About halfway down the list, the word "attacker" suddenly morphed into "attaker," which appeared more than 20 times. The list included the terrorist attack in "San Bernadino, CA," a misspelling of San Bernardino. And at one point Denmark is spelled "Denmakr."

Critics blasted the White House for publishing the hastily prepared list — and for not using a spell-checker.

"Teresa May"

Back in January, the White House misspelled the name of British Prime Minister Theresa May three times in the official schedule of May's visit to the US.

Making matters worse, the particular spelling the White House chose, "Teresa May," happens to be the name of a British porn star.

"Hearby," "here by"

Trump struggled not once but twice to spell "hereby" correctly in March, spelling the word "hear by" in one tweet, and in an attempt to self-correct, "hearby" in another.

Sandwiching the two tweets was a call for education reform — more unfortunate optics for the president.

"W.E.B. DeBois"

The Department of Education got in on the action when it published a tweet honoring W.E.B. DuBois, the civil-rights activist and historian who founded the NAACP.

The only problem was it spelled his name "DeBois."

In a follow-up tweet, the department apologized for the mistake, which paved the way for another embarrassing typo …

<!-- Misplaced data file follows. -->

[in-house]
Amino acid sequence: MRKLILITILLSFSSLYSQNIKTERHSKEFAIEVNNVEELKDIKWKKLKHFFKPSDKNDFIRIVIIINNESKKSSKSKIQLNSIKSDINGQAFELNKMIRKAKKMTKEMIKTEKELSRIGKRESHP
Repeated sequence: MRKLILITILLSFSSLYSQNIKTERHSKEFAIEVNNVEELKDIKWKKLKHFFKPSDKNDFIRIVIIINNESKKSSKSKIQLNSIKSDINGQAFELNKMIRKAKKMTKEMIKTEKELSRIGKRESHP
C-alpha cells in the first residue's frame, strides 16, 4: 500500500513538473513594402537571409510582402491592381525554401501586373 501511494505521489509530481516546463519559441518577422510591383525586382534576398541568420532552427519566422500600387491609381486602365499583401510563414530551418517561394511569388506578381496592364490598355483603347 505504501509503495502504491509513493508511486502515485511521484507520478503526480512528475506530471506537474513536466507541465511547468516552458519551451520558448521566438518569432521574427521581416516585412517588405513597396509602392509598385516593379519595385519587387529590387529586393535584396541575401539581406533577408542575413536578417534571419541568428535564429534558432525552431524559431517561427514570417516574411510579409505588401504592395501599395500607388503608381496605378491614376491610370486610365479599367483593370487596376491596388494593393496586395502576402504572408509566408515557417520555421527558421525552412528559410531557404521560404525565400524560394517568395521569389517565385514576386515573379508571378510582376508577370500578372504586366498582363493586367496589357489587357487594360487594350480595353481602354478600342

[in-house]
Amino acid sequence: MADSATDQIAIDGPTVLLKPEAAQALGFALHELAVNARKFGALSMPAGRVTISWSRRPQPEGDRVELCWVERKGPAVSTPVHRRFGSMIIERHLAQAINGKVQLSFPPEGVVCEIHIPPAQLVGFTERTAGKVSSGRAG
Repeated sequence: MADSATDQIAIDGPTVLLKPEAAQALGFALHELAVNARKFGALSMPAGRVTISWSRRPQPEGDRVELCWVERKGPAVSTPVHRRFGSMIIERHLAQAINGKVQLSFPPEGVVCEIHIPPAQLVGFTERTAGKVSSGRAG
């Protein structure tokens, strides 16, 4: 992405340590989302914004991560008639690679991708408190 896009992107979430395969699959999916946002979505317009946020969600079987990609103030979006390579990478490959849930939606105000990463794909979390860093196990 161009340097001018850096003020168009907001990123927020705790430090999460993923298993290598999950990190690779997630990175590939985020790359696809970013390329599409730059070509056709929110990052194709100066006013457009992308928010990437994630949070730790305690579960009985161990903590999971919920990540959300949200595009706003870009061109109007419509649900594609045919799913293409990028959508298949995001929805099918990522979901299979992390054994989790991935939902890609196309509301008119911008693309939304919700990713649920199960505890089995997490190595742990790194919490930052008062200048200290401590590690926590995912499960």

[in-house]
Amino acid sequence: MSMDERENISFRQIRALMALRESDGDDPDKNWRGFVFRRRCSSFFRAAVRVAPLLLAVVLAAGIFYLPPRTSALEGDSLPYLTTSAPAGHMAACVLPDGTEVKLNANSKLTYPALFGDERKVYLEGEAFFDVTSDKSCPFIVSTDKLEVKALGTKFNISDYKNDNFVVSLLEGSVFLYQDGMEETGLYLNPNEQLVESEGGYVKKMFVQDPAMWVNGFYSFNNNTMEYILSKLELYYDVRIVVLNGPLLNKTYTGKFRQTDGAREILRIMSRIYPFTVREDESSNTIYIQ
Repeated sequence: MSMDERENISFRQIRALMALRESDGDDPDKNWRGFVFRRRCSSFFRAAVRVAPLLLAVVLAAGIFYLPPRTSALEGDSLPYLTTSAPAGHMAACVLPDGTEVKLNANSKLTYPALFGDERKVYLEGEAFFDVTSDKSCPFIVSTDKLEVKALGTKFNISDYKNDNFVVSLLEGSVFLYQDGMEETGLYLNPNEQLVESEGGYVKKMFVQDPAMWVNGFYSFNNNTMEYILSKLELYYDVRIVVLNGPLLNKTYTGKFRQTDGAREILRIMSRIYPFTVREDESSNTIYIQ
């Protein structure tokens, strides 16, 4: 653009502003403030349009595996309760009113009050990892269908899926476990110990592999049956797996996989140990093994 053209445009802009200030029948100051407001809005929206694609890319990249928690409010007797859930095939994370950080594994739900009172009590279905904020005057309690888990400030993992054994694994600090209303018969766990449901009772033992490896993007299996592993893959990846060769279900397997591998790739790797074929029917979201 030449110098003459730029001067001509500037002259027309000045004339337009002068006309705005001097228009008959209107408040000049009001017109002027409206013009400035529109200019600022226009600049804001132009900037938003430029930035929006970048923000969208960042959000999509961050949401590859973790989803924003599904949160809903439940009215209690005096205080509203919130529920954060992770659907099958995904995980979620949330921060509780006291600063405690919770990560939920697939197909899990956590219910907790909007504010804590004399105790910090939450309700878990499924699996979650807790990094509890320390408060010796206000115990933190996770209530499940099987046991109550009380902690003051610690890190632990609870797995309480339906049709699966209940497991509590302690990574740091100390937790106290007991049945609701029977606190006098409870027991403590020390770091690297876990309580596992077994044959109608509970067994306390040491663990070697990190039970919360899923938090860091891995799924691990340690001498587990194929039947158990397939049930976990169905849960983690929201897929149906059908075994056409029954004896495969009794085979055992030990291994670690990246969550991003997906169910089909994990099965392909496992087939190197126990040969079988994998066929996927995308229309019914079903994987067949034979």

"Our deepest apologizes"

Twenty-nine minutes after misspelling W.E.B. DuBois's name, the Education Department attempted to atone for its orthographic blunder, but ended up making things worse.

"Post updated - our deepest apologizes for the earlier typo," the department said in a new tweet.

Suffice to say, the goof didn't reflect well on the department. Critics aimed their ridicule at Education Secretary Betsy DeVos, who was narrowly confirmed a week earlier after a contentious debate in the Senate.

"Secretary of Educatuon"

The White House had another ironic spelling lapse on April 15 when a post from its Snapchat account pointed out Secretary of "Educatuon" Betsy DeVos. 

"Thr coverage about me … gas been so false and angry"

This head-scratcher from January had critics wondering whether Trump proofread his tweets at all before launching them into the Twittersphere.


Denmark wasn't the only country whose name the White House would bungle in February.

The readout of Trump's call with Colombian President Juan Manuel Santos contained an unfortunate spelling gaffe — it said "Columbia" instead of "Colombia."

The Columbia/Colombia mix-up is well documented among English speakers, so the White House isn't alone in making this error. What's confusing is that the White House managed to spell the country's name correctly at least two other times in the same readout.

"Honered to serve"

Trump's presidency got off to a rocky start, orthographically speaking. Just a day after assuming the office, the president tweeted that he was "honered to serve you, the great American People, as your 45th President of the United States!"

After Twitter users not-so-kindly pointed out the botched spelling of "honored," Trump deleted the message and reposted it with the correct spelling.


Read Full Story

From Our Partners